Your customer promotes your business case just as much as you do
In my previous blog post I talked about the importance of co-creation of your business case with your customer. The business case should not be a back-office exercise, but rather something you prepare to build together with your customer. This is for several reasons: Firstly, in the world of industrial project business, customers are not afraid to shop around for competitive supplier alternatives through tendering so it’s important that you align them to shop for something unique that you are offering. Secondly, if your products and services are innovative or unfamiliar to the customer, they may undervalue, misinterpret or completely ignore your value proposition. Thirdly, you should see co-creation as a two-way street, where you can learn from your customer just as they learn from you. In addition, you’re more likely to come up with more creative and unique solutions that fit your customer if you create them together, serving your customer’s needs better, justifying a healthy sales margin for you while enhancing your competitive edge. Last but definitely not least, co-creation stems trust, and if the customer trusts you are working in their best interest, they are more likely to buy and to buy from you.
You need to trust your customer just as they need to trust youMuch like it is important for your customer to trust you, you also need to be able to trust your customer in that what they do also works towards your interest. However, it’s not that you need the whole customer organization to express trust towards you but rather a select important few. In the same way, you need to know who you can trust will promote your case forward and upward. These persons can be referred to as promoters. They are the ones who will get the customer’s management buy-in for investing in your proposed project and they will make sure that purchasers know what criteria to procure on.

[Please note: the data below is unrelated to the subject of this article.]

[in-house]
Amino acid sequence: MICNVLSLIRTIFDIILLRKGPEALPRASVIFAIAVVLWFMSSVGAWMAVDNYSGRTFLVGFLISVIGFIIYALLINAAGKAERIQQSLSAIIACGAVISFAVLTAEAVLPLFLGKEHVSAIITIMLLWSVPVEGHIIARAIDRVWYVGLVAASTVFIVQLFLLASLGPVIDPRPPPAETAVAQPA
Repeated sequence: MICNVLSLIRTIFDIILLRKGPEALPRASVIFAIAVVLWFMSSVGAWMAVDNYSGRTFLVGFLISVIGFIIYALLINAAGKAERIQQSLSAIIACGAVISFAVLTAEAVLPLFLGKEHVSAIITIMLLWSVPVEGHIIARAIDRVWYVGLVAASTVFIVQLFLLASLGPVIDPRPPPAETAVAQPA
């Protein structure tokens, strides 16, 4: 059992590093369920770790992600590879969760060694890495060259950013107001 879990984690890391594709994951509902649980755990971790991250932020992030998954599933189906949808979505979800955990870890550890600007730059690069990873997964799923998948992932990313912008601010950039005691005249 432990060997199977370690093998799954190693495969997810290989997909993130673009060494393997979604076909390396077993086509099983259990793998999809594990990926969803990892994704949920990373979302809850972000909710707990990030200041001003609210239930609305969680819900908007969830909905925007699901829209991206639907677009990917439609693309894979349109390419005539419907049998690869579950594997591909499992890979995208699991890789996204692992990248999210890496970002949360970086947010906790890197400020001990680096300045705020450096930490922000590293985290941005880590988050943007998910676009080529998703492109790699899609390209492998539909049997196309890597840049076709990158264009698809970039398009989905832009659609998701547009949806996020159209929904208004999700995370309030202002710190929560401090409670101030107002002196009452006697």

Identify who from the customer end can promote your business case forward and upwardThe concept of promoters was originally coined by Hans-Georg Gemünden in his research on innovation where he found that new creations involve multi-person support and decision processes. Incorporating this into terms of b2b sales, in any customer organization there will be key persons/stakeholders that can promote new business ideas and projects on different levels. As a sales person, it is important for you to identify these key persons at an early stage and make sure that they are all positively aligned with the value of the business case you are co-creating, as they will play a crucial role in convincingly pushing the business case to higher management.
However, a typicality in industrial project business is that customer organizations can be very large, and it can be difficult to get your foot through the door and to the right people. It is not only impossible, but there is no point for you to co-create with and gain trust from all relevant persons in the organization; you should focus only on the ones that are most important for promoting your business case. So who are they and how can you identify them? Thinking about a current case you have at hand, if you are able to identify someone or several that you consider are promoting your case, a first useful step is to group them into promoter categories. This way you’ll also know which of the persons you thought of are most important for pushing your sale and why. In my next blog post I will talk about what these categories are, why they are important, and how you can identify which category your promoters belong to.